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CAN A SINGLR PARENT FILE FOR CHILD SUPPORT FOR HER KIDS EVEN IF THEY AR OVER 21,BUT THE PARENT THAT RAISED THEM NEVER FILE FOR CHILD SUPPORT?

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salana

Asked by salana at 3:37 PM on Nov. 3, 2010 in General Parenting

Level 1 (2 Credits)
Answers (9)
  • Depends on the state.
    twinmama2009

    Answer by twinmama2009 at 3:38 PM on Nov. 3, 2010

  • What? I want to help you but it's hard to read the question without punctation and all caps. It runs together!
    Anonymous

    Answer by Anonymous at 3:39 PM on Nov. 3, 2010

  • i dont think so... after 18 (even if they are still in HS) you lose that money. i think that ship has sailed. sorry!
    AmaliaD

    Answer by AmaliaD at 3:39 PM on Nov. 3, 2010

  • No. Once they hit 18 they are legally adults and no longer qualify for CHILD support, no matter what state you are in. If a support order had been in place prior to the person becoming an adult then the only thing you have any rights to are the funds owed by that order.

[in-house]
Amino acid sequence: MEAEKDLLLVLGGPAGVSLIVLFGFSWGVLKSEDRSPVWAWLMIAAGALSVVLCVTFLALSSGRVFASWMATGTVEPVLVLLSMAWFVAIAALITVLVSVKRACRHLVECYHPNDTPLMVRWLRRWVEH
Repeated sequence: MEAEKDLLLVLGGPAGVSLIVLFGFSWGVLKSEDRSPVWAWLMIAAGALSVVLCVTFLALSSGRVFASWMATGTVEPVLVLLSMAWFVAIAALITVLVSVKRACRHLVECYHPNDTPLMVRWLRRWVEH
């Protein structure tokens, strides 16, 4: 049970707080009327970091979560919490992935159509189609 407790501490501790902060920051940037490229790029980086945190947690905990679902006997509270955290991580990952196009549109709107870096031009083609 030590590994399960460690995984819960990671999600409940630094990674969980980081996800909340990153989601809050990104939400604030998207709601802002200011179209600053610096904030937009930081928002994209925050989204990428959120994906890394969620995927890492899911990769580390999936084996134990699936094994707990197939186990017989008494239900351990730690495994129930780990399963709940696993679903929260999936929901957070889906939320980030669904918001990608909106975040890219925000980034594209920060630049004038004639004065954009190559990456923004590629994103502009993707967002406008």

Memigen

    Answer by Memigen at 3:41 PM on Nov. 3, 2010

  • If you'd had a child support order in place, the other parent would still be liable for any back support they still owed, but you can't file for back support for adult children after they are adults.
    riotgrrl

    Answer by riotgrrl at 3:44 PM on Nov. 3, 2010

  • Yes you can file for back child support. Even if they are over 18. But why would you do that now? They are grown. The people who deserve that money is your grown children.
    mommy_of_two388

    Answer by mommy_of_two388 at 3:48 PM on Nov. 3, 2010

  • Why would you file for child support for a child that is now grown? Why didn't you file for child support when the child was a minor?
    Depends on the state and what they allow.
    xxlilmomma09

    Answer by xxlilmomma09 at 3:55 PM on Nov. 3, 2010

  • Child support is for children. Over 18 is an adult. If you didn't file when they were children, then I would think you are out of luck.
    motherofhope98

    Answer by motherofhope98 at 7:25 PM on Nov. 3, 2010

  • Only if the child is disabled and requires your full care. Otherwise no.
    4_28_bbboy

    Answer by 4_28_bbboy at 8:30 PM on Nov. 3, 2010

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